Enjoying Your New Car Smell? Or choking on it?

Update: You can now visit www.Healthy Car.org to find out which cars are the best and which are the worst for internal toxins. The cars tested are American models, but many of them are available here, although we cannot assume that the manufacturing processes here are the same.

Ever sat in a new car and thought to yourself "hmmm... what a lovely smell"? Ever wondered what causes it? Every wondered if it was bad for your health? Let's explore these questions. We hope that perhaps it will encourage some thought and we will also offer some advise on avoiding the harmful effects. Read on.

What is the cause of new-car smell?

Inviting Cabin
Looks smart, smells good, so why do I have a sore throat?

Car interiors are complicated mixes of glass, plastic, leather, cloth fabric, and metal. Much of this is glued together. Over time volatile organic compounds (VOCs) are released into the air within the car. So actually, what we are calling smell is not some sent invented by car manufacturers to make us feel good about our new purchase, they are actually chemical fumes resulting from the manufacturing process, and they do us no good at all.

What are the harmful effects of new-car smell?

VOCs are leached from other manufactured items too, including furniture and appliances, and even computers. The harmful effects caused by VOCs are known to include: headaches, sore throats, nausea and drowsiness. These factors have brought about the need for governments around the world to take action and impose guidelines for what are considered "safe" levels of VOCs for home and office environments.

The toxic mix also includes chemicals that can cause cancer: styrene, benzene and formaldehyde.

As yet there are no guidelines for VOC levels in cars. But that doesn't mean that the levels in cars are not harmful! A study done in Australia by the Commonwealth Scientific and Industrial Research Organization in 2001 concluded that the VOC levels in car interiors was higher than any buildings they had researched, and suggested that work needed to be done to reduce harmful emissions within cars.

Okay, so what's being done about it?

The first motor company to take up the issue in any meaningful way is Toyota and have recently announced their intention to reduce levels of VOCs in all its new cars to those recommended by Japanese Health Ministry for air quality in homes by 2007. Currently Toyota have 6 models that meet these standards.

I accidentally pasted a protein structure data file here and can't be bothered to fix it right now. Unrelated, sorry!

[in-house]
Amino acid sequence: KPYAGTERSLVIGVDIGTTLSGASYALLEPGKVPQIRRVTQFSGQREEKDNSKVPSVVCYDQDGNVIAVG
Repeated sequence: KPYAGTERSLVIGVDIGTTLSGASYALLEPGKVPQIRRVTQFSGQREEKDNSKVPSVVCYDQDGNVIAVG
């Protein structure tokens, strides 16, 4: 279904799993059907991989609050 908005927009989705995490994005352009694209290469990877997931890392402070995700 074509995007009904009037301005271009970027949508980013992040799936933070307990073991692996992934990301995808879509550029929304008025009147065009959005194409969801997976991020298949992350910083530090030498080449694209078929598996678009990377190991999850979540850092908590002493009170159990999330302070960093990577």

Honda, Mazda, Mitsubishi Motors, and Nissan are all following Toyota's lead and are already providing cars with lowered levels of VOCs.

This should catch on around the world, but predictably America will not be fast movers. The country that doesn't think that the greenhouse effect is really all that bad, and thinks that the Kyoto Accord would be bad for the US economy and so pulled out, is also the country that refuses to even acknowledge that there is any issue with VOCs.

This was taken from a recent article on the USA Today website:

    "The Washington-based Alliance of Automobile Manufacturers, which represents nine carmakers including General Motors, Ford and DaimlerChrysler, says it does not follow the issue of volatile organic compounds. DaimlerChrysler said it has no initiatives on the volatile organic compound-induced new-car fumes."

What can we do about it?

Firstly don't panic. This is a serious health issue, but it's not my intention to worry anyone unduly. Here are a few things worth considering:

  • The new-car smell fades over time and so does the harmful effects, and the main leaching off of toxic fumes happens during the first 6 months. If you regularly update your car to the latest model you are also insuring that you maintain a high concentration of VOCs in your driving environment.
  • Not all people are sensitive to VOCs. Just because it doesn't give you headaches, or other noticeable effects, doesn't mean that it's not doing you any harm.
  • Since the VOCs are constantly being emitted from the materials in the car's cabin, opening a window, or allowing the air to circulate and be replaced from outside air on a regular basis will reduce the VOC levels. Try to do this often.
  • Durian fruit
    Durian fruit is infamous for its smell.
  • Heat tends to exacerbate the problem, by speeding the release of VOCs. If your car has been parked in the sun open the door and allow for air exchange to take place for a few minutes before entering the car.

Those who are driving around in older cars might feel better about themselves. That durian smell might be lingering since your last visit to the fresh fruit market, your kid might have just walked fresh dog poop into carpet two weeks ago, but this mix (though it might smell toxic) is preferable to your health than the new-car smell you might have been craving for before you read this article.

Finally I encourage anyone considering a new-car purchase to put this on their list of questions to be asked at the sales office.